I was in a meeting yesterday in which I heard that a senior leader had suggested that a mid-level leader should have responded with anger to another person’s anger. In other words: both of you being angry will somehow yield a better outcome than one of you being angry. That was lousy advice and it’s a lousy leadership practice.
At the 2010 Willow Creek Leadership Summit, one of the sub-themes was, “I will stop using anger as a leadership tool.” I do not claim I have never used anger as a leadership tool—I’m not that perfect. But I cannot recall a single time when my anger yielded a positive outcome. Why?
Anger supposedly demonstrates who is in control. What it really reveals is who is out of control.
Anger supposedly will promote change in behavior. What it really promotes is pervasive fear that paralyzes the organization.
Anger supposedly shows strength of position. What it really shows is weakness of character.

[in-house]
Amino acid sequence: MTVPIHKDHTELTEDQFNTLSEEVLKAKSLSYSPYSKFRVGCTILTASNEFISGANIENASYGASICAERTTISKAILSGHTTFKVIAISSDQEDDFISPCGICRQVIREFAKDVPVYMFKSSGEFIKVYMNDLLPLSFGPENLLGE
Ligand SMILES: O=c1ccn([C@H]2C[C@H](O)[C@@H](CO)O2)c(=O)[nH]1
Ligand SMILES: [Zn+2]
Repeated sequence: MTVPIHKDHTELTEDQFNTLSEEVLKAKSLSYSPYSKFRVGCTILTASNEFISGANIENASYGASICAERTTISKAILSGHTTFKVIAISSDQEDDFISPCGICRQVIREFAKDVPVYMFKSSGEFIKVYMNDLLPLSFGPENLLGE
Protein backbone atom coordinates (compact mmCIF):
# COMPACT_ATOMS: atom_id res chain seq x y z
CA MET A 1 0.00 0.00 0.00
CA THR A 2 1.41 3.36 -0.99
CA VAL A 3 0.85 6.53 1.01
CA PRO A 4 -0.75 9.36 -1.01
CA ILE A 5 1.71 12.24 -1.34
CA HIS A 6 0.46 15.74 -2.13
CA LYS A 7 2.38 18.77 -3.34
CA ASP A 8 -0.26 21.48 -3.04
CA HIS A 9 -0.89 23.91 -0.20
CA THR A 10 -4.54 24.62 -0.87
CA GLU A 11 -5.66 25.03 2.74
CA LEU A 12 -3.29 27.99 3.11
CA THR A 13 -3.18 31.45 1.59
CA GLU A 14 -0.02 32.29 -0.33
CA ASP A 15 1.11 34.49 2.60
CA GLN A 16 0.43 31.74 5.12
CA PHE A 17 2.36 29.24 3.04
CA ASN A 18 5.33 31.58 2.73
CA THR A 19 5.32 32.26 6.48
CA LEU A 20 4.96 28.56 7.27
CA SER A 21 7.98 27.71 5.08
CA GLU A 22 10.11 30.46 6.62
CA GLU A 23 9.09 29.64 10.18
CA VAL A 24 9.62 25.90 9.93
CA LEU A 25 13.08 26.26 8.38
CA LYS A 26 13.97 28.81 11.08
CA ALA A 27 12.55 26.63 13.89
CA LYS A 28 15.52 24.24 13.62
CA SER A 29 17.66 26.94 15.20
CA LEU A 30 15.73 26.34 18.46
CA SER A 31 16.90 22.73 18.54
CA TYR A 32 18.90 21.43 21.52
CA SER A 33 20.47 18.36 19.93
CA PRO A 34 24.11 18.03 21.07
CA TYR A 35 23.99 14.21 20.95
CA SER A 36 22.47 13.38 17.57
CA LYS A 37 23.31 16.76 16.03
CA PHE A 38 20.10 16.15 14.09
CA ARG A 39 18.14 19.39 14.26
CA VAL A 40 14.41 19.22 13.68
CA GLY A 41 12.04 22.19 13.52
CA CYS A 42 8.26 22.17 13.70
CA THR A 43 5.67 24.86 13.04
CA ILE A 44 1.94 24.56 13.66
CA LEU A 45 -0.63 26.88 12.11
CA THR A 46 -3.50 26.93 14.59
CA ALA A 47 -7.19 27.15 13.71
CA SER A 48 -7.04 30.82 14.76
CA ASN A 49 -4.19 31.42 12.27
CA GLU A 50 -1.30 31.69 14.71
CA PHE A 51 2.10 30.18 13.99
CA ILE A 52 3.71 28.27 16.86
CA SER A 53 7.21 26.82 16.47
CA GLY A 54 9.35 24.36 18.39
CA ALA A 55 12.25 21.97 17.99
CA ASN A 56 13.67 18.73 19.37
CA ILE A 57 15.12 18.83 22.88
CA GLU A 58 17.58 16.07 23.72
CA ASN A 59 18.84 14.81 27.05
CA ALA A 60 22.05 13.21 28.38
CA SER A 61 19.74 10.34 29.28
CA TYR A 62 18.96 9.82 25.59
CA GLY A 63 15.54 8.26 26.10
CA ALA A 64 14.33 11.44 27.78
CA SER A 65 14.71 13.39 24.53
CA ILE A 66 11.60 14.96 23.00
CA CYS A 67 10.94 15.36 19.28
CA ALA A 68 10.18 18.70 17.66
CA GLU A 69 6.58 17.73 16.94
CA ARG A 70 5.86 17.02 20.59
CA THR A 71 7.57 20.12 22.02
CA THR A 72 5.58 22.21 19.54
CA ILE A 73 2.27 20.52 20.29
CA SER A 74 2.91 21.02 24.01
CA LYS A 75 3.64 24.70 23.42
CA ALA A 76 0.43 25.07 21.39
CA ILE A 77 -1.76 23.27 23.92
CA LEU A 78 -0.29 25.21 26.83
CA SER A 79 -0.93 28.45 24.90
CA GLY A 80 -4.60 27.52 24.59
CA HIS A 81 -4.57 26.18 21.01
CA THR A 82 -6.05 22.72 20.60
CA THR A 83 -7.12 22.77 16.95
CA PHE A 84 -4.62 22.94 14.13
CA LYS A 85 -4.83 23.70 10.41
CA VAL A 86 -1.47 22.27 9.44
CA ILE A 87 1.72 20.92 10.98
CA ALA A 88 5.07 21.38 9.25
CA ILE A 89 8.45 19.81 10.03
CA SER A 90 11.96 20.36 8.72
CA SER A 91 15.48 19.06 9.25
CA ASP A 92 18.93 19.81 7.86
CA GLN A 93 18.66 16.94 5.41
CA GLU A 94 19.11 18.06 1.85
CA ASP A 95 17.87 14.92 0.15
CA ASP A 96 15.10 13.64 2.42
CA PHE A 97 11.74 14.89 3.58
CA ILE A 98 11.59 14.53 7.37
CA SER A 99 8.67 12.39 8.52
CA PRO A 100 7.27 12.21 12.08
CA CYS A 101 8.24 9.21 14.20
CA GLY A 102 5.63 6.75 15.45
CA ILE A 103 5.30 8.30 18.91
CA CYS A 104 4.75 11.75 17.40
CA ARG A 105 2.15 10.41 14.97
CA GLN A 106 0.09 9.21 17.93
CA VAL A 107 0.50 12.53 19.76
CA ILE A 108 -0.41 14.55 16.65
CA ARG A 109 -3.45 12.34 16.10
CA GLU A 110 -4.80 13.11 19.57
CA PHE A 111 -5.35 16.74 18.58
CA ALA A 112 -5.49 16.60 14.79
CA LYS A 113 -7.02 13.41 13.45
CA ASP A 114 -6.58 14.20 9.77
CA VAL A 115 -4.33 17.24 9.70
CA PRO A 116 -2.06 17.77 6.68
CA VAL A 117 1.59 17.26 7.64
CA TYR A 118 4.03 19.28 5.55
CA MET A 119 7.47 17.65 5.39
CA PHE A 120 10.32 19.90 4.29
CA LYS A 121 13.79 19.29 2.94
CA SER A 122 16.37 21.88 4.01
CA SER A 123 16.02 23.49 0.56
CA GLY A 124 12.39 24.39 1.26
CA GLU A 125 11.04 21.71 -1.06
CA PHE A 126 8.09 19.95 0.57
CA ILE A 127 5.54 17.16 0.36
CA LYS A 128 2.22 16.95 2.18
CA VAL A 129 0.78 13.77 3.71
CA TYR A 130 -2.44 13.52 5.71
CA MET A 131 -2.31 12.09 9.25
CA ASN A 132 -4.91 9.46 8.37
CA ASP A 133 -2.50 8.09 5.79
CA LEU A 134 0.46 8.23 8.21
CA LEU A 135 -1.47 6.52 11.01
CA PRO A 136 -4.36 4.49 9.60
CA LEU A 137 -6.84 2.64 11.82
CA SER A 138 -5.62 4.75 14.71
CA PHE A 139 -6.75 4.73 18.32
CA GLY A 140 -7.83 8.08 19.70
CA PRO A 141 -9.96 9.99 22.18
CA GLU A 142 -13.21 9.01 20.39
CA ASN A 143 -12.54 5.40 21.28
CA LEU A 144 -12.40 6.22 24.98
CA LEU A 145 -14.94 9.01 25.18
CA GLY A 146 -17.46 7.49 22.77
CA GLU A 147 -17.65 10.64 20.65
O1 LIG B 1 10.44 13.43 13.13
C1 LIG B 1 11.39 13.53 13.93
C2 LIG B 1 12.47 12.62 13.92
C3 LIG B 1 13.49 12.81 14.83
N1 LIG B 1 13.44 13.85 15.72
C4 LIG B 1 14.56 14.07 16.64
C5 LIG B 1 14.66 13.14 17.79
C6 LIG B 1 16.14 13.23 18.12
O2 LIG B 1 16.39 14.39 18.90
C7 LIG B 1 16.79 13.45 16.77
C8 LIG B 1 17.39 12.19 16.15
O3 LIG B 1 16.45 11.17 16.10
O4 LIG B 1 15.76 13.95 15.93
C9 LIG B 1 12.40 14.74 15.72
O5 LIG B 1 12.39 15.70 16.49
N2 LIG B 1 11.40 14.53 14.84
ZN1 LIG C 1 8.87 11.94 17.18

Anger supposedly reinforces “I’m right.” What it really reinforces is “I’m proud.”
It is interesting that in scripture, God puts anger in the same list of sins as immorality, idolatry, sorcery, and drunkenness:
Galatians 5:19-21 (NASB95) Now the deeds of the flesh are evident, which are: immorality, impurity, sensuality, idolatry, sorcery, enmities, strife, jealousy, outbursts of anger, disputes, dissensions, factions, envying, drunkenness, carousing.…
That’s enough said about how God feels about it.
Anger rarely if ever accomplishes anything good. It may accomplish what you intend, but only if your purpose is self-centered and intended to inflict humiliation and pain. Anger always has the effect of damaging relationships—at home, in the church, at your workplace. So take to heart the Summit sub-theme. Resolve today that you will stop using anger as a leadership tool. You’ll be a much better leader.
By the way, don’t kid yourself that “forgive me” will erase the effects of repeated outbursts. “Forgive me” only works if it doesn’t happen again.
Do you have an anger problem? I’ll offer one solution in my next post.
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© Copyright 2017 by Dick Wells, The Hard Lessons Company
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